Analysts from IEA are also closely watching Korea, which may play catch up with China if it strives to achieve its ambitious policy targets. Under the country’s Renewable Energy Plan 2030, offshore wind targets will account for more than 10% of the country’s electricity by 2040 or 25 GW, the largest outside the European Union.

In terms of specific investors to watch, Buckley and his team at IEEFA noted that Macquarie Group has become a leading renewables investor across Asia and is the key investor in Taiwan’s offshore wind sector. In fact, Shemara Wikramanayake, chief executive investor, Macquarie Group, announced that they could be the world’s largest renewable infrastructure investor within the next few years, due to their global target of 20GW of new capacity.

Tech rollouts
As projects move further away from the shore and get installed in deeper waters, Birol said that floating turbines are becoming the norm. A geospatial analysis conducted by IEA showed that with just offshore wind, the electricity demand can already be met in Europe, the United States, and Japan.

And since the cost for offshore wind projects has been steadily declining, companies can invest in better technology and innovate faster than before. In 2018, the IEA reported that the average upfront cost to build a 1GW offshore wind project, including transmission, cost over $4b. Over the next decade, analysts at IEA said that the cost is set to drop by more than 40% as a result of cheaper turbines, foundations, and installation costs.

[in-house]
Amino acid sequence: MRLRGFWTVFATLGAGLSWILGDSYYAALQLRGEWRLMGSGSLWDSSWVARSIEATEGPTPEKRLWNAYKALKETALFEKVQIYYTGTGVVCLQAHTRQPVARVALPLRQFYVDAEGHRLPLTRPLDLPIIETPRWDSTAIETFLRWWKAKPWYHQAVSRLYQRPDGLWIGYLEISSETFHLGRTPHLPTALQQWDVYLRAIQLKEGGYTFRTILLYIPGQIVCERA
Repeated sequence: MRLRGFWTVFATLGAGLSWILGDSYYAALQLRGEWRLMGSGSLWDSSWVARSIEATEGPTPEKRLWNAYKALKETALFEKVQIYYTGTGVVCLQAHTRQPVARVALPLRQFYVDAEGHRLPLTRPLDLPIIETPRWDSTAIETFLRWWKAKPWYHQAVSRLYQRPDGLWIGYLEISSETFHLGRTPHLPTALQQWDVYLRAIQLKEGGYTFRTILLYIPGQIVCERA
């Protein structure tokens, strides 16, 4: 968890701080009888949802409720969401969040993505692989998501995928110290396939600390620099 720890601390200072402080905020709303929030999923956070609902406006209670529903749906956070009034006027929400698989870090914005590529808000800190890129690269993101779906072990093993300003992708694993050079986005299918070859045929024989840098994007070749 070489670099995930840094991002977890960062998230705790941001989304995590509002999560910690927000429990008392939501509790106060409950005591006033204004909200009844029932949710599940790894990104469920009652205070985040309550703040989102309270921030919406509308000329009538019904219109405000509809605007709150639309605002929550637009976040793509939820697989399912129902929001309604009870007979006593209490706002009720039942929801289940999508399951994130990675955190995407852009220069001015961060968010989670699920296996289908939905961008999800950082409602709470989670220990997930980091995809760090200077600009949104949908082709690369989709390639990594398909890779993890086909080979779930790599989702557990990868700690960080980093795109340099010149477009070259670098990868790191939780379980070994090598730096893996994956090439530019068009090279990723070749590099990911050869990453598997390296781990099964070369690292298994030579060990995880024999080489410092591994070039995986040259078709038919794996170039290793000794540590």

“The technological advancements in offshore wind turbines have been dramatic. The rotor diameter of offshore turbines has doubled from 80 metres to more than 164 metres and average turbine capacity has more than quadrupled, climbing from 1- 2MW in 2012 to 8-12MW today. Leading players like Vestas, Siemens Gamesa and Goldwind have already implemented offshore wind turbine upgrades and are betting on reaching 14MW turbines by 2024,” Buckley said.

Larger turbines will also increase the capacity factors of new offshore wind projects, from as low as 26% to as high as 50%. Despite not being available at all times, offshore wind can, at this level, match the capacity factors of gas- and coal-fired power plants in many regions. In fact, offshore wind is in a league of its own in terms of baseload technology.

“Offshore wind can generate electricity during all hours of the day and tends to produce more electricity in winter months in Europe, the United States and China, as well as during the monsoon season in India. These characteristics mean that offshore wind’s system value is generally higher than that of its onshore counterpart and more stable over time than that of solar PV,” Birol added.

Countries with extremely deep waters such as Japan will also benefit from innovations in offshore wind technology. According to Norwegian energy firm Equinor, floating installations could be the gamechanger in the country, as there are few to no sites for bottom-fixed turbines.

Why diversify?
Hatton said that for their part, they are looking at how liquefied air energy storage (LAES) can work best with wind farms and other renewables. Enterprize Energy is also developing its own hybrid concept, which means offshore wind and natural gas are co-developed and converted to electricity on-site.

“We are party to three gas fields that can be developed this way where we plan to co-locate offshore wind turbines. Our concept is a commercially sensitive business model but I can say that we have a patient strategy to incorporate hydrogen production powered by wind which can then be stored, transmitted or converted to electricity by combustion at site,” he said.

Leaders, however, can use offshore wind to inject greater reliability on the grid. It has a utilisation rate of 50-55%, which means it offers supply diversity. In this scenario, offshore wind can help countries reach their ambitious targets on time, especially as investment costs fall and make it a more accessible renewable energy source.